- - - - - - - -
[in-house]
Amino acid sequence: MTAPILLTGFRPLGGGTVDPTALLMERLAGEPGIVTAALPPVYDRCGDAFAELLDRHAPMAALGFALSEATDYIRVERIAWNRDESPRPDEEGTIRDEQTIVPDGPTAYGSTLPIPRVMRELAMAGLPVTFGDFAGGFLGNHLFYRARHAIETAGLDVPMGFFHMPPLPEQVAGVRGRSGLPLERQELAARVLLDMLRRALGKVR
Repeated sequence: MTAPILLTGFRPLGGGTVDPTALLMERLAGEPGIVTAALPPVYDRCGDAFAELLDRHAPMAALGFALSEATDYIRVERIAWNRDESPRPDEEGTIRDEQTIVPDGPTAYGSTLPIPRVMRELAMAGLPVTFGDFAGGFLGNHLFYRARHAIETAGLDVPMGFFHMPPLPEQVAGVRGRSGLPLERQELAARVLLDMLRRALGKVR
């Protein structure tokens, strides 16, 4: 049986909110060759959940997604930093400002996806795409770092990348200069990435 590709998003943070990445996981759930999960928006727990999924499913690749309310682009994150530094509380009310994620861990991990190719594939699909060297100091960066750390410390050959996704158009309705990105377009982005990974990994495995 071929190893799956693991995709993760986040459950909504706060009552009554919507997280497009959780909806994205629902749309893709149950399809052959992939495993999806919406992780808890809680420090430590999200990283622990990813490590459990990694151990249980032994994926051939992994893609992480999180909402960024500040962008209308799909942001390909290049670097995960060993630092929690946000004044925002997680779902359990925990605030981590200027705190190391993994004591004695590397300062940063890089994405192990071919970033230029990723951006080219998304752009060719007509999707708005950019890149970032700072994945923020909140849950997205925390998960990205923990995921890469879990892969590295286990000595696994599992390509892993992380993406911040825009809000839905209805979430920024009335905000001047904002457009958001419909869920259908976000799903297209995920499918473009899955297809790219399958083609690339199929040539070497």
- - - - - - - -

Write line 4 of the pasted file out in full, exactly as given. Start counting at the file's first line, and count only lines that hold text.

């Protein structure tokens, strides 16, 4: 049986909110060759959940997604930093400002996806795409770092990348200069990435 590709998003943070990445996981759930999960928006727990999924499913690749309310682009994150530094509380009310994620861990991990190719594939699909060297100091960066750390410390050959996704158009309705990105377009982005990974990994495995 071929190893799956693991995709993760986040459950909504706060009552009554919507997280497009959780909806994205629902749309893709149950399809052959992939495993999806919406992780808890809680420090430590999200990283622990990813490590459990990694151990249980032994994926051939992994893609992480999180909402960024500040962008209308799909942001390909290049670097995960060993630092929690946000004044925002997680779902359990925990605030981590200027705190190391993994004591004695590397300062940063890089994405192990071919970033230029990723951006080219998304752009060719007509999707708005950019890149970032700072994945923020909140849950997205925390998960990205923990995921890469879990892969590295286990000595696994599992390509892993992380993406911040825009809000839905209805979430920024009335905000001047904002457009958001419909869920259908976000799903297209995920499918473009899955297809790219399958083609690339199929040539070497």